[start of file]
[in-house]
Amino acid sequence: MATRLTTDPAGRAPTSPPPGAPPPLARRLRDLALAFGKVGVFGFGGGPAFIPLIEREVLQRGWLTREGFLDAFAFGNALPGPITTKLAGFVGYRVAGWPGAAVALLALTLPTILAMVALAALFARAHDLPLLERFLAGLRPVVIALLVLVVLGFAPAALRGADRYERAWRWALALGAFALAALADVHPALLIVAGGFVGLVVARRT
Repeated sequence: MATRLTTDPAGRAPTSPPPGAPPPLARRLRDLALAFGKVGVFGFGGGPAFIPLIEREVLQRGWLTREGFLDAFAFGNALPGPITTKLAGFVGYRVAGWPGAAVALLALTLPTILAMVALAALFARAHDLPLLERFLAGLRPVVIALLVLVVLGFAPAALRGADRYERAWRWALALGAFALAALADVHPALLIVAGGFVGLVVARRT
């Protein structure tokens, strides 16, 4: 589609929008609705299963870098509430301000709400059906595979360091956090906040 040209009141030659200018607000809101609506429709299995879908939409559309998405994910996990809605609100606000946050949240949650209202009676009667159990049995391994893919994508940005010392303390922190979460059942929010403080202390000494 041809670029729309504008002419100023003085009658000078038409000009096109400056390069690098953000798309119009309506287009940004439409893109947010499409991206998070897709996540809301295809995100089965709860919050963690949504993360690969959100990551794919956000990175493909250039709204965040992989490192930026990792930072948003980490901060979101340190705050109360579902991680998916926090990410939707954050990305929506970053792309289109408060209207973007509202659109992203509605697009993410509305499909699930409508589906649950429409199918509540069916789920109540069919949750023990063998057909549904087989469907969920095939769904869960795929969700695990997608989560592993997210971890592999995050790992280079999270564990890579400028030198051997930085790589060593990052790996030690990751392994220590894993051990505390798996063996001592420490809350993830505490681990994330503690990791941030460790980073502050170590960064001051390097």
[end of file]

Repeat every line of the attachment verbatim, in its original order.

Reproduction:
[in-house]
Amino acid sequence: MATRLTTDPAGRAPTSPPPGAPPPLARRLRDLALAFGKVGVFGFGGGPAFIPLIEREVLQRGWLTREGFLDAFAFGNALPGPITTKLAGFVGYRVAGWPGAAVALLALTLPTILAMVALAALFARAHDLPLLERFLAGLRPVVIALLVLVVLGFAPAALRGADRYERAWRWALALGAFALAALADVHPALLIVAGGFVGLVVARRT
Repeated sequence: MATRLTTDPAGRAPTSPPPGAPPPLARRLRDLALAFGKVGVFGFGGGPAFIPLIEREVLQRGWLTREGFLDAFAFGNALPGPITTKLAGFVGYRVAGWPGAAVALLALTLPTILAMVALAALFARAHDLPLLERFLAGLRPVVIALLVLVVLGFAPAALRGADRYERAWRWALALGAFALAALADVHPALLIVAGGFVGLVVARRT
């Protein structure tokens, strides 16, 4: 589609929008609705299963870098509430301000709400059906595979360091956090906040 040209009141030659200018607000809101609506429709299995879908939409559309998405994910996990809605609100606000946050949240949650209202009676009667159990049995391994893919994508940005010392303390922190979460059942929010403080202390000494 041809670029729309504008002419100023003085009658000078038409000009096109400056390069690098953000798309119009309506287009940004439409893109947010499409991206998070897709996540809301295809995100089965709860919050963690949504993360690969959100990551794919956000990175493909250039709204965040992989490192930026990792930072948003980490901060979101340190705050109360579902991680998916926090990410939707954050990305929506970053792309289109408060209207973007509202659109992203509605697009993410509305499909699930409508589906649950429409199918509540069916789920109540069919949750023990063998057909549904087989469907969920095939769904869960795929969700695990997608989560592993997210971890592999995050790992280079999270564990890579400028030198051997930085790589060593990052790996030690990751392994220590894993051990505390798996063996001592420490809350993830505490681990994330503690990791941030460790980073502050170590960064001051390097």